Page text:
The latest in robotic vegan cookery has landed at Denver University.
SavorEat, an Israeli tech company has installed its Robot Chef on campus in partnership with the college’s foodservice provider, Sodexo.
"We are ready to accelerate our success here in the U.S., and Colorado is just the initial step for us," said Racheli Vizman, co-founder and CEO of SavorEat. “We see [the popularity] already in the feedback that we're getting [from the students]."
Robot Chef is a metal box surrounding a 3D printer with three cartridges containing oils and other ingredients. The machine responds to orders placed via a tablet, which triggers it to cook, assemble and dish out the meal. It can create three plant-based dishes every five minutes.
"Ultimately, it's for any establishment that needs help with healthy foodservice options, which could be airports, cruise lines, military bases, and so on," Vizman said.
She founded the company in 2018 with partner Ido Braslavsky and chief scientist Oded Shoseyov. She came up with the idea because she needed to follow a restrictive diet due to personal health reasons. She craved variety in the field, as well as healthy, quick options. Now, her solution may push the field of plant-based burgers to another level, as well as fill gaps where the service is needed.
The way the SavorEat team sees it, foodservice operators can benefit when it comes to staffing challenges, and Robot Chef also helps reduce food waste and could attract more customers to the plant-based lifestyle, which could be a boon to their own health and the health of the planet.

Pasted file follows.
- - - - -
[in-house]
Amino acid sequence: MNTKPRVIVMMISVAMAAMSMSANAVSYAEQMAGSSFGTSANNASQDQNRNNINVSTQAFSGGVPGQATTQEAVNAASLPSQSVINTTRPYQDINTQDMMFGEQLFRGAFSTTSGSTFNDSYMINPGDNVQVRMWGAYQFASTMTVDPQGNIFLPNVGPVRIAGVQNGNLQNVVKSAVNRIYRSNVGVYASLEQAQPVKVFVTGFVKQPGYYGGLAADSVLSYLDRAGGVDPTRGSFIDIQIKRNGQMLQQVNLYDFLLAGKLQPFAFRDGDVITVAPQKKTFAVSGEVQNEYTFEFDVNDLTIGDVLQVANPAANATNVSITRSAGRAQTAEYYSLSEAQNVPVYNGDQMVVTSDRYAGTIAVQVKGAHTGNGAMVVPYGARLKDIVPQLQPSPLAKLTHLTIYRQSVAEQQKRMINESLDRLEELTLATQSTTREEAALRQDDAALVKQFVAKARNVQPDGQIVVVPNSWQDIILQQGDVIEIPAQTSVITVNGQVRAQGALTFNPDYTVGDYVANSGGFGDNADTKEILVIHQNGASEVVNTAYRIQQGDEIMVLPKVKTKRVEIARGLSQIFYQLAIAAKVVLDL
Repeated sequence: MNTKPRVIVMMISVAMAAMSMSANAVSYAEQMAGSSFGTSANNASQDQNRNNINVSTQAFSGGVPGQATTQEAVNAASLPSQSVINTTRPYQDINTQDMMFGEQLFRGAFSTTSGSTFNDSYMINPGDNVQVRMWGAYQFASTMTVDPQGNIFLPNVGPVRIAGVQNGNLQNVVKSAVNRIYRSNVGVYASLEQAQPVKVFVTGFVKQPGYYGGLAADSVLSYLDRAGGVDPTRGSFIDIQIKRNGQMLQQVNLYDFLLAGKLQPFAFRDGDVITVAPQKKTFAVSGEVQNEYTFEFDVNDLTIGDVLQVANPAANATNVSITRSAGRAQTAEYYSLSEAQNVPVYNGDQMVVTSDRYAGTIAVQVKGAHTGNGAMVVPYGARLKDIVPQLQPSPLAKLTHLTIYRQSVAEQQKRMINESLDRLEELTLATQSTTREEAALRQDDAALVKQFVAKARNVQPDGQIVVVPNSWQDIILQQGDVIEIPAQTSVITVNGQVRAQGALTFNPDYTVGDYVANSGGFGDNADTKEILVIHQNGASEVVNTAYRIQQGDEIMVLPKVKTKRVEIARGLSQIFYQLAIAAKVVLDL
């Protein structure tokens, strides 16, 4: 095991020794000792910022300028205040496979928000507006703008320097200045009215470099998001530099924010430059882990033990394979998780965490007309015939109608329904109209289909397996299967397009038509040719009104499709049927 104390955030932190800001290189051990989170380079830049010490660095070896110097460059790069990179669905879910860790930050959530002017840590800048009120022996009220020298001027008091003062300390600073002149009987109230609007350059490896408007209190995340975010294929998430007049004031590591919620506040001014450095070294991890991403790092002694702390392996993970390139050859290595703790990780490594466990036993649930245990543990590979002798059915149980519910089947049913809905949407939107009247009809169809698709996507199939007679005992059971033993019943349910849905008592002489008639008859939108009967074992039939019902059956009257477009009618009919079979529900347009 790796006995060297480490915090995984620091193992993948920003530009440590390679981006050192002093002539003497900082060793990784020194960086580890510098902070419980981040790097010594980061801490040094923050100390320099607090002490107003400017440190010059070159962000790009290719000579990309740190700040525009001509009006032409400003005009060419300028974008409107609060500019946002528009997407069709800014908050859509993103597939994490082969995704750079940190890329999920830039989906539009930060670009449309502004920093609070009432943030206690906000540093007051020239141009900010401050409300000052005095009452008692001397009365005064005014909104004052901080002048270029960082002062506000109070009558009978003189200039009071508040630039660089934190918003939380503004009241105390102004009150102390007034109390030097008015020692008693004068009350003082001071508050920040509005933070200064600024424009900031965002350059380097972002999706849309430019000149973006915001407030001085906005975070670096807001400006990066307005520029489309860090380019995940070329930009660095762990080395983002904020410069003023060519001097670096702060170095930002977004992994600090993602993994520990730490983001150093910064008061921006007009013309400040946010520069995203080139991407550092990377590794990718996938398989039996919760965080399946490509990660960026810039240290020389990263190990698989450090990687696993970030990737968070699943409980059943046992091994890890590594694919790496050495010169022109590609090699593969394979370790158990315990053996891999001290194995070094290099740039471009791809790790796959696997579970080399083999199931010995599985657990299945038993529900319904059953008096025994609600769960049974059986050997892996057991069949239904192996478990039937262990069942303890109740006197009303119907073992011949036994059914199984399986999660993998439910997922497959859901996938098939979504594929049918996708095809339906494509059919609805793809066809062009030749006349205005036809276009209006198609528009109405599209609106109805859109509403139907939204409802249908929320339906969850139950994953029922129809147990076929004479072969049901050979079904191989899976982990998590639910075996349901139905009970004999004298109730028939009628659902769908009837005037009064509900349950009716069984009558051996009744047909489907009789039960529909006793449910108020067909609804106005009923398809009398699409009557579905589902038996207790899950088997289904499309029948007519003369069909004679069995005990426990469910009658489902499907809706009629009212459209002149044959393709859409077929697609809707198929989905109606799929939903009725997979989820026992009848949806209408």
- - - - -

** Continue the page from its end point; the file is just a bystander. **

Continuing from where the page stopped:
The cost for the machine, including installation, service, data analysis and software updates, ranges between $1,500 and $2,000 per month. By comparison, in Colorado, where the minimum wage $13.65, an employee working 40 hours a week would make at least $2,184, and Robot Chef can work longer hours and doesn’t need time off.
The machine is designed to be operated by employees, however, and all parts in direct contact with food can be removed and washed in a dishwasher. Robot Chef also needs to be stocked with fresh ingredients, as well as SavorEat's propitiatory protein and ingredient cartridges used for the burgers.
At D.U., the price of the burger is included in students’ meal plan, but Vizman said Robot Chef’s burgers typically cost $9-$15, depending on the build.
Modifications that can be made by its Denver customers include lowering fat content or adding more protein. Other models can also change the size of the patty from 2.7-ounces up to 4.7-ounces. Vizman anticipates adding other options, including other menu items, and possibly meat-based burgers.
"Aside from a lot of burgers, we get a lot of data," said Shai Sultan, vice president of recipe and development for SavorEat. "We can tell what people like most, or less, and we can even anticipate trends, all from using the AI."